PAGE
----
Nina Mitchell - StrokeMama: Disabled and Mother at the Same Time
Photo credit Bevil Conway
Nina Mitchell is a writer based in Boston. Her website, Mindpop.net, chronicles the adventures of one whose mind disappeared and came back different. She is also on Twitter at @mindpop and Facebook at NinaMitchellAuthor.
I was putting my 2-year-old to bed recently when I mentioned that I had to go to a doctor the following day.
“Do you have a pain?” he said.
“Do you have an itch?”
“Did you have a boom crash?”
“No. Mama sometimes has to stretch her arm to make it feel better. It is getting better, but she has to go to a doctor sometimes.”
This seemed to satisfy him, as he rolled over and went to sleep.
I’m a StrokeMama: disabled and a mother at the same time. I had a stroke when I was 26, and have been recovering ever since. I met my husband after my stroke, and we had our son in 2014. Now I watch him slowly notice things that are different between his Mama and others. He knows that Dada can pick him up and throw him in the air. Mama can’t. He knows that Mama does not like going to a particular park near our house because I can’t shimmy up its steep hill if he gets stuck. So we go to another park, with an easier to navigate sandbox.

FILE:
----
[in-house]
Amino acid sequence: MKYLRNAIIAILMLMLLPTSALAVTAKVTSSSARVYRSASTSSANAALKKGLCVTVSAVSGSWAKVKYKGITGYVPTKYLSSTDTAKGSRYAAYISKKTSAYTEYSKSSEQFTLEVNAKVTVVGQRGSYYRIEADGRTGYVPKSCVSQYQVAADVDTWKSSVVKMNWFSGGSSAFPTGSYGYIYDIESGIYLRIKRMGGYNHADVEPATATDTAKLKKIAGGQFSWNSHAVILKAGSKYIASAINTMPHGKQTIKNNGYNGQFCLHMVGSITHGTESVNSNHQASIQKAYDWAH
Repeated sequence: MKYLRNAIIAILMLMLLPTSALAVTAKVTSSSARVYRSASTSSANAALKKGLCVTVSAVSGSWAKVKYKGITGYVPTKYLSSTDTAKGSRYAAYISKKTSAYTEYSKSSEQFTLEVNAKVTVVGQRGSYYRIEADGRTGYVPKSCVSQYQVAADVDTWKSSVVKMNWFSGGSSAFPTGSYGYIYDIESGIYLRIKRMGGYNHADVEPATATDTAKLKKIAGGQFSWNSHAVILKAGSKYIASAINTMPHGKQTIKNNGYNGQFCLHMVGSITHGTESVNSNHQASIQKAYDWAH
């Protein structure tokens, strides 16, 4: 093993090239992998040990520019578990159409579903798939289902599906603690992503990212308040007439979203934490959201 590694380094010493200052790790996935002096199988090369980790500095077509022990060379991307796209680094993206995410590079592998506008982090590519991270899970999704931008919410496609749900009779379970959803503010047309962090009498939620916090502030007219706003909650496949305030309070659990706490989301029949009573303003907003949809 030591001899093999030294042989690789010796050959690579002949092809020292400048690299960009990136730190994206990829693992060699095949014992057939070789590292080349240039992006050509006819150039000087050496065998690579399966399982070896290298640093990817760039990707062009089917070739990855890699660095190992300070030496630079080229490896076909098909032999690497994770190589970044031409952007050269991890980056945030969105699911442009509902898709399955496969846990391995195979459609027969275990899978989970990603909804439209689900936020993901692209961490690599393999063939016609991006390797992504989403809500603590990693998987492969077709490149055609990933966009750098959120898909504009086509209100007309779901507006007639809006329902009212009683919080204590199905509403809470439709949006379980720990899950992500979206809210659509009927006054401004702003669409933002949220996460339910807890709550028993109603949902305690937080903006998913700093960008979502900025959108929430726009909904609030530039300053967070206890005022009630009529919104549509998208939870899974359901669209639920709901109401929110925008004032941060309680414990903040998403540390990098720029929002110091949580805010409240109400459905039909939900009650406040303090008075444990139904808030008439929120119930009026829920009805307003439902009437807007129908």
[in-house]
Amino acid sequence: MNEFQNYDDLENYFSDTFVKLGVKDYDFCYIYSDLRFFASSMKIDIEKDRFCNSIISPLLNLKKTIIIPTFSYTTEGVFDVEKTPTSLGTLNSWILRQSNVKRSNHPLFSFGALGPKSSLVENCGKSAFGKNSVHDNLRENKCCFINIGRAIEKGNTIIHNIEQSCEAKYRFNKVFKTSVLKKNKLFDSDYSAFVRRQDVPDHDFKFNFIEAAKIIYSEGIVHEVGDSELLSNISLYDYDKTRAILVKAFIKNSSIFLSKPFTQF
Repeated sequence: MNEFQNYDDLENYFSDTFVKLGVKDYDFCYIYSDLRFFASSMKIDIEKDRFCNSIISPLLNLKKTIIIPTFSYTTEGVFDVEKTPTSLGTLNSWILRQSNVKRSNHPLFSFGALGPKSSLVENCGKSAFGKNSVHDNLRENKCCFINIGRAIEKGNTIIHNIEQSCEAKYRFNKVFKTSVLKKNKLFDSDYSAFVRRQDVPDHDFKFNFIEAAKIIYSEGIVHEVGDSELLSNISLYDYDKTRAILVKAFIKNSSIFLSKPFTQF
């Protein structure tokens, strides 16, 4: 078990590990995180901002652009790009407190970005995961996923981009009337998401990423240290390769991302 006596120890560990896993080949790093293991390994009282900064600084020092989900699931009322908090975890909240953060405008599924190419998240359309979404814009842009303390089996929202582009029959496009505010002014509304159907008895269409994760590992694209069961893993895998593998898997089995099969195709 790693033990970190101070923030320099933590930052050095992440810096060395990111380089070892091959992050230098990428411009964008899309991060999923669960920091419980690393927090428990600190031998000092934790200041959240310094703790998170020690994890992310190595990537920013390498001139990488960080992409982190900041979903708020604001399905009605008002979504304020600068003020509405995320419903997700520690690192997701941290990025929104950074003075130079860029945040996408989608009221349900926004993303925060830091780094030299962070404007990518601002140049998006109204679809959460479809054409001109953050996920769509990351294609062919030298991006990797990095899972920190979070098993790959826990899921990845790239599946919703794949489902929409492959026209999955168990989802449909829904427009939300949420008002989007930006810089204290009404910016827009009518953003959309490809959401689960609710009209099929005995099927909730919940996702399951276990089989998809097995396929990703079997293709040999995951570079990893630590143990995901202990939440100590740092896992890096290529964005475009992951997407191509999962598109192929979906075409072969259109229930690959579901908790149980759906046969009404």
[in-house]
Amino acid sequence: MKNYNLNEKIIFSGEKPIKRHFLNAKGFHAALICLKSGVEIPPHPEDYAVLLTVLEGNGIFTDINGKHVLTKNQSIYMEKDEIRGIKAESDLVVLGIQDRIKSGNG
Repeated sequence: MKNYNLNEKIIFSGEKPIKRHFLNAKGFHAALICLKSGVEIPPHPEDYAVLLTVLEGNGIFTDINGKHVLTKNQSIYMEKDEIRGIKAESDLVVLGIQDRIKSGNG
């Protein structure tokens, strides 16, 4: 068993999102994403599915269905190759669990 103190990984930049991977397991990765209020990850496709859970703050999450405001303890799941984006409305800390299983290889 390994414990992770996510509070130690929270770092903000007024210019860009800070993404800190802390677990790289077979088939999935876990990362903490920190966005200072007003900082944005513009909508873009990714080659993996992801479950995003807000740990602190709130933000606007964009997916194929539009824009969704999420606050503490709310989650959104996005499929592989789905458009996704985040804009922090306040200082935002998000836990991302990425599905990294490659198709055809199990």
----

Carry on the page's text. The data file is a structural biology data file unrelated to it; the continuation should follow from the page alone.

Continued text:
At some point, my son will comprehend disability. A fellow StrokeMama has a three-year-old who announces her dad’s stroke proudly, like being a vegetarian. My son will probably be the same. I’m hoping to get my limbs all back to normal, as I still see progress. In the meantime, patience, hard work, and tolerance for differences are worthy values to pass down to my son.
He likes bluegrass, David Bowie, and Queen. He often bops around in a 2-year-old way, accompanying himself with an out of tune ukulele. Recently he noticed that when I play his instrument, I do not strum with the same gusto.
“Mama, is your hand in the right place to strum….”